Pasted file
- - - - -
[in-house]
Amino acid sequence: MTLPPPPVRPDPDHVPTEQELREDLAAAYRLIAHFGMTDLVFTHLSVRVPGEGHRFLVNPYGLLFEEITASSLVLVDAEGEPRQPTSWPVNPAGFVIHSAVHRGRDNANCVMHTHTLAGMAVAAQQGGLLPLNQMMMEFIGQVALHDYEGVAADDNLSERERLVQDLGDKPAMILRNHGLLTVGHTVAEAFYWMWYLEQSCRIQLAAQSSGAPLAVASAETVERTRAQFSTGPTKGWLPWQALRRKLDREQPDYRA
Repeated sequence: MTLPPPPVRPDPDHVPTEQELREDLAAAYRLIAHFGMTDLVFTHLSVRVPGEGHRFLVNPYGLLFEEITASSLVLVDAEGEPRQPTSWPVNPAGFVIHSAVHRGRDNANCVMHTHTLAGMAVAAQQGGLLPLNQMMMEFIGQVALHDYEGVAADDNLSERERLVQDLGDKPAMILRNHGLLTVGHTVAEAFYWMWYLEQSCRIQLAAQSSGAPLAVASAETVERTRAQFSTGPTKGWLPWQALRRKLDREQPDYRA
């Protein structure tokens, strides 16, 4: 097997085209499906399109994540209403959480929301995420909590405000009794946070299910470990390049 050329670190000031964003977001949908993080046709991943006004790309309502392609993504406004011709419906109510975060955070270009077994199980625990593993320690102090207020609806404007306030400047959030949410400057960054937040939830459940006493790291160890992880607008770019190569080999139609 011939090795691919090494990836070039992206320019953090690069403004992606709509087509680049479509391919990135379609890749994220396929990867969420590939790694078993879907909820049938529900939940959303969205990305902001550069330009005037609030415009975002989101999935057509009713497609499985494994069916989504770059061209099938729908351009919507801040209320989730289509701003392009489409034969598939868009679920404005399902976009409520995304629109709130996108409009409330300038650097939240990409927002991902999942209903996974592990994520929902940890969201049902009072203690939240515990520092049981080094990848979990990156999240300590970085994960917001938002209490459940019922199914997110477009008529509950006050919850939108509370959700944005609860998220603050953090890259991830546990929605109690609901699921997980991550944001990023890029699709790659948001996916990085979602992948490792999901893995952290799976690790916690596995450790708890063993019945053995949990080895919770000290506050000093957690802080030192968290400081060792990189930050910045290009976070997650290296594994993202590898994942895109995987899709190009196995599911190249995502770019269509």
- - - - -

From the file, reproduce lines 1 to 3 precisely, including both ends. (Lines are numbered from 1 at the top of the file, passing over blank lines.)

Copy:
[in-house]
Amino acid sequence: MTLPPPPVRPDPDHVPTEQELREDLAAAYRLIAHFGMTDLVFTHLSVRVPGEGHRFLVNPYGLLFEEITASSLVLVDAEGEPRQPTSWPVNPAGFVIHSAVHRGRDNANCVMHTHTLAGMAVAAQQGGLLPLNQMMMEFIGQVALHDYEGVAADDNLSERERLVQDLGDKPAMILRNHGLLTVGHTVAEAFYWMWYLEQSCRIQLAAQSSGAPLAVASAETVERTRAQFSTGPTKGWLPWQALRRKLDREQPDYRA
Repeated sequence: MTLPPPPVRPDPDHVPTEQELREDLAAAYRLIAHFGMTDLVFTHLSVRVPGEGHRFLVNPYGLLFEEITASSLVLVDAEGEPRQPTSWPVNPAGFVIHSAVHRGRDNANCVMHTHTLAGMAVAAQQGGLLPLNQMMMEFIGQVALHDYEGVAADDNLSERERLVQDLGDKPAMILRNHGLLTVGHTVAEAFYWMWYLEQSCRIQLAAQSSGAPLAVASAETVERTRAQFSTGPTKGWLPWQALRRKLDREQPDYRA